Nearly 5,000 Drop E-zpass Accounts

Md. Began Charging $1.50-a-month Fee In July

August 22, 2009|By Michael Dresser | Michael Dresser,

Almost 5,000 E-ZPass subscribers in the state closed their accounts last month after a $1.50-a-month fee took effect, the Maryland Transportation Authority said Friday.

The 4,990 customers who dropped their accounts in July were the most for any month since the authority voted in January to impose the fees.

According to spokeswoman Teri Moss, Maryland continues to have 557,000 active subscribers to the electronic toll collection plan. She disputed published reports that 19,000 customers had filed requests to drop their accounts, saying that was a tally of inquiries about possible cancellation.

Before the fee took effect July 1, the authority disclosed that 72,000 of its account holders had not used their transponders in the past 12 months.

In July, Moss said, about 2,000 of those inactive account holders dropped E-ZPass.

Tom Gugel, the authority's deputy director of E-ZPass operations, said it costs the state $2.25 a month to keep an account open, whether it is used heavily or not at all.

Authority officials have said that with the fee in place, it makes sense for inactive users to drop the service.

"They saved money; we saved money also," Gugel said.

Moss said the nearly 5,000 July closings were offset by 2,800 accounts that were opened last month - for a net loss of 2,200 subscribers.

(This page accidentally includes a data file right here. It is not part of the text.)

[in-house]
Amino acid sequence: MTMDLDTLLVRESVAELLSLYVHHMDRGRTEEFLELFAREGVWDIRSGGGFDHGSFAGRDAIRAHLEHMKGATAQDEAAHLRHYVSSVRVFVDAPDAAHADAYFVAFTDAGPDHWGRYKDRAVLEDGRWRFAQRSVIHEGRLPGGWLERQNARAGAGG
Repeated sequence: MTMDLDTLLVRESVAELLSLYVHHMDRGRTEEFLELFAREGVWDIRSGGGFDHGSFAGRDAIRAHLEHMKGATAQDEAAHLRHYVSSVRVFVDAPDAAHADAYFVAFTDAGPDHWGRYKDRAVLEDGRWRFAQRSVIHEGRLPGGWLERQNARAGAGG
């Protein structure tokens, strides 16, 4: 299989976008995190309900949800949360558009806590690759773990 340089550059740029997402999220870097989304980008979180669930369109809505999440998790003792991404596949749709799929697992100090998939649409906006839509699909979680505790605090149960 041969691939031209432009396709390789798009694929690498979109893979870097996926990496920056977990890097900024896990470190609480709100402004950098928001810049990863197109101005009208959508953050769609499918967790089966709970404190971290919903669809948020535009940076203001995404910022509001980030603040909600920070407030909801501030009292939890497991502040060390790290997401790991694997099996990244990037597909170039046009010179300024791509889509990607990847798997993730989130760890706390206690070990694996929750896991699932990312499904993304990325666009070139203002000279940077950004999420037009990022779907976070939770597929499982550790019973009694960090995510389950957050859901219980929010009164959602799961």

According to the authority, the average number of closings before the fee was about 1,000 a month. They said it would be reasonable to suppose that about 4,000 of the closings were related to the fee.

"We expected quite a few accounts to go away," Gugel said.

Closings this year remained at typical levels until late spring, when they increased to 1,600 in May and 3,000 in June, the authority said.

Officials said they were not surprised by the response to the fee, which they said was intended to recover some of the costs of maintaining accounts.

Gugel said the use of E-ZPass transponders at Maryland toll facilities has continued to increase and that the program's effectiveness has been maintained.

According to Moss, there has been no increase in congestion because most who dropped their accounts were probably infrequent users of toll facilities.

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